Phoenix — Boxing legend Muhammad Ali was remembered Monday in Phoenix with an outpouring of affection at the medical facility that bears his name. The world renowned champion was one of the founders of the Muhammad Ali Parkinson Center at Barrow Neurological Institute.
The boxing-great suffered from Parkinson’s disease for more than 30 years. He died Friday in Scottsdale at the age of 74.
“I tell people… a hundred years from now, no one is going to remember any of us. They’re going to remember Muhammad Ali,” said Dr. Abraham Lieberman, one of the founders of the Muhammad Ali Parkinson Center at Barrow Neurological Institute. Ali was Lieberman’s long-time patient and personal friend.
“He just had a presence. He knew how to talk to people,” Lieberman added.
Lieberman recalled how he convinced Ali to lend his name to the fight against Parkinson’s disease. Knowing that Ali was a poet, Lieberman wrote a poem, asking Ali for his help. About an hour after receiving the poem by fax, Lieberman said, Ali’s wife Lonnie called and said, “he’ll do whatever you want him to do.”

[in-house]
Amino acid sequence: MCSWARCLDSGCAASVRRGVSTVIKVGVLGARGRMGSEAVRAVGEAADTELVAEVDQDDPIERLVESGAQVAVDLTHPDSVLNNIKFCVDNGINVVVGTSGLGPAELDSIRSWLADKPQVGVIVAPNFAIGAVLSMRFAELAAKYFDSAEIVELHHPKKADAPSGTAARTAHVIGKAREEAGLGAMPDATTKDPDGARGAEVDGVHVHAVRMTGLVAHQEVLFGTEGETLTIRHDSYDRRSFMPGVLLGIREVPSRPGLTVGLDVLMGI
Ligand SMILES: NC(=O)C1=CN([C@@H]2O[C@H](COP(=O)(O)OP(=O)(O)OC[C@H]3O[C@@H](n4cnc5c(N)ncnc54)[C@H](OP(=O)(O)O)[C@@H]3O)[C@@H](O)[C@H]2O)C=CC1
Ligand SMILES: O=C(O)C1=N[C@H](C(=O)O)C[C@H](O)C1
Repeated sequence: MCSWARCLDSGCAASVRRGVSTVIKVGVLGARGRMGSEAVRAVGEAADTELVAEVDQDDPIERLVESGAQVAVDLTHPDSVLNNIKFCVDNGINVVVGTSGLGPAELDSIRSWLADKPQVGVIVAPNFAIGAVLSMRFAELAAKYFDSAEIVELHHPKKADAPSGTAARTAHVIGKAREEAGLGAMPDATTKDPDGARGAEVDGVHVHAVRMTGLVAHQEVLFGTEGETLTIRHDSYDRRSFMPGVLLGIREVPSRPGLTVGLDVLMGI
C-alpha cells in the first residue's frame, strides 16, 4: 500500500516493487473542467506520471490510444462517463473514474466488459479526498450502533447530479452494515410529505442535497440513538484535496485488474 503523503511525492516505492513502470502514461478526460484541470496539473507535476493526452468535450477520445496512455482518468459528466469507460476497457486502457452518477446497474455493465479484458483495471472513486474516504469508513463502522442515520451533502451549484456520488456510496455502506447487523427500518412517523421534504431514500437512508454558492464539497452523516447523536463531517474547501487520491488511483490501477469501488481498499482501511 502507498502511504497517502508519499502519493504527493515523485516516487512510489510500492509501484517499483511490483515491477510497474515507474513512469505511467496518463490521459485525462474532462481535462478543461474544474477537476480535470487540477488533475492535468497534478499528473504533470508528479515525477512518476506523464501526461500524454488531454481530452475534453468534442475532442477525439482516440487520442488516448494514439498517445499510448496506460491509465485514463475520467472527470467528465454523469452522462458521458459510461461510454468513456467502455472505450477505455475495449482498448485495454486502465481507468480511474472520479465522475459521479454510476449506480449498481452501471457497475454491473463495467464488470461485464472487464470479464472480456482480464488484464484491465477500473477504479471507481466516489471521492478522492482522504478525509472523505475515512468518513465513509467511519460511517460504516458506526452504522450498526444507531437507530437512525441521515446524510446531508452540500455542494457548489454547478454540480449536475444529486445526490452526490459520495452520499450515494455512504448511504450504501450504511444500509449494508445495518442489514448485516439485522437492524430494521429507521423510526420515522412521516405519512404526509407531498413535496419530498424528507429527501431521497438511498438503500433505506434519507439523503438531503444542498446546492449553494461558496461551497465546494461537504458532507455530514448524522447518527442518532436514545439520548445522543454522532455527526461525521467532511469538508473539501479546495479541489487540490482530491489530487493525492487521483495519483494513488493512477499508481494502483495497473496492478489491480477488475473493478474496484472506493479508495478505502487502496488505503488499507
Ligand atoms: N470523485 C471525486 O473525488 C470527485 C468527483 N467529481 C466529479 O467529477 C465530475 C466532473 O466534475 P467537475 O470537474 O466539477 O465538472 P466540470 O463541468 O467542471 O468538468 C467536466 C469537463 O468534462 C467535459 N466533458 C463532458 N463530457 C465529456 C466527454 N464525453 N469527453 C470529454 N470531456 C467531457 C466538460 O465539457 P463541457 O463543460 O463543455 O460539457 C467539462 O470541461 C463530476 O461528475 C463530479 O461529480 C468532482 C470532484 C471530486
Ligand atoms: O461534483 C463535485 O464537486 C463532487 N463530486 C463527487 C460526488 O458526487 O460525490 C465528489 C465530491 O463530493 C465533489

Leaders at Barrow spoke lovingly of Ali, not only as someone who has advanced the treatment of Parkinson’s disease, but as a person.
“It made no difference to him what stature you had in society. He treated everybody the same,” said Dr. Robert Spetzler, director of Barrow Neurological Institute.
They told story after story of how charismatic and how kind Ali was, and how significant his contribution has been to the treatment of Parkinson’s disease.
“He made it really possible for many, many individuals to get care that they wouldn’t have been otherwise able to get, because of his and Lonnie’s big heart,” said Dr. Spetzler.
Doctors at Barrow said there is, so far, no cure for Parkinson’s disease. They said they’re focusing now on managing the illness and trying to keep patients from getting worse.
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